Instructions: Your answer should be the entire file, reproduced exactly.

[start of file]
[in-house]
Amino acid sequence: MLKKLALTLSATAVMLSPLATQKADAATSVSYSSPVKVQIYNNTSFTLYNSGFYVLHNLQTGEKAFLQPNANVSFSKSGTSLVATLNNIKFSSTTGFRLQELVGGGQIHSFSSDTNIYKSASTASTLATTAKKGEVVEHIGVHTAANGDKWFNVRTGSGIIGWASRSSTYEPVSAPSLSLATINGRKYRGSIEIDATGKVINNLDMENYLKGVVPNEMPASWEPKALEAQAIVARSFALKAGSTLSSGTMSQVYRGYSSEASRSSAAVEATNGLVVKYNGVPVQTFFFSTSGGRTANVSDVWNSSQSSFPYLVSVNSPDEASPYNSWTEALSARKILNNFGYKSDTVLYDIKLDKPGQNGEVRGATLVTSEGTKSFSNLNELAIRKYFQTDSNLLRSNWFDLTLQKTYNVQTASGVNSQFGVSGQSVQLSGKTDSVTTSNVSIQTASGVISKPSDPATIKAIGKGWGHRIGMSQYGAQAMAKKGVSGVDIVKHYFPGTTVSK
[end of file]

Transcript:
[in-house]
Amino acid sequence: MLKKLALTLSATAVMLSPLATQKADAATSVSYSSPVKVQIYNNTSFTLYNSGFYVLHNLQTGEKAFLQPNANVSFSKSGTSLVATLNNIKFSSTTGFRLQELVGGGQIHSFSSDTNIYKSASTASTLATTAKKGEVVEHIGVHTAANGDKWFNVRTGSGIIGWASRSSTYEPVSAPSLSLATINGRKYRGSIEIDATGKVINNLDMENYLKGVVPNEMPASWEPKALEAQAIVARSFALKAGSTLSSGTMSQVYRGYSSEASRSSAAVEATNGLVVKYNGVPVQTFFFSTSGGRTANVSDVWNSSQSSFPYLVSVNSPDEASPYNSWTEALSARKILNNFGYKSDTVLYDIKLDKPGQNGEVRGATLVTSEGTKSFSNLNELAIRKYFQTDSNLLRSNWFDLTLQKTYNVQTASGVNSQFGVSGQSVQLSGKTDSVTTSNVSIQTASGVISKPSDPATIKAIGKGWGHRIGMSQYGAQAMAKKGVSGVDIVKHYFPGTTVSK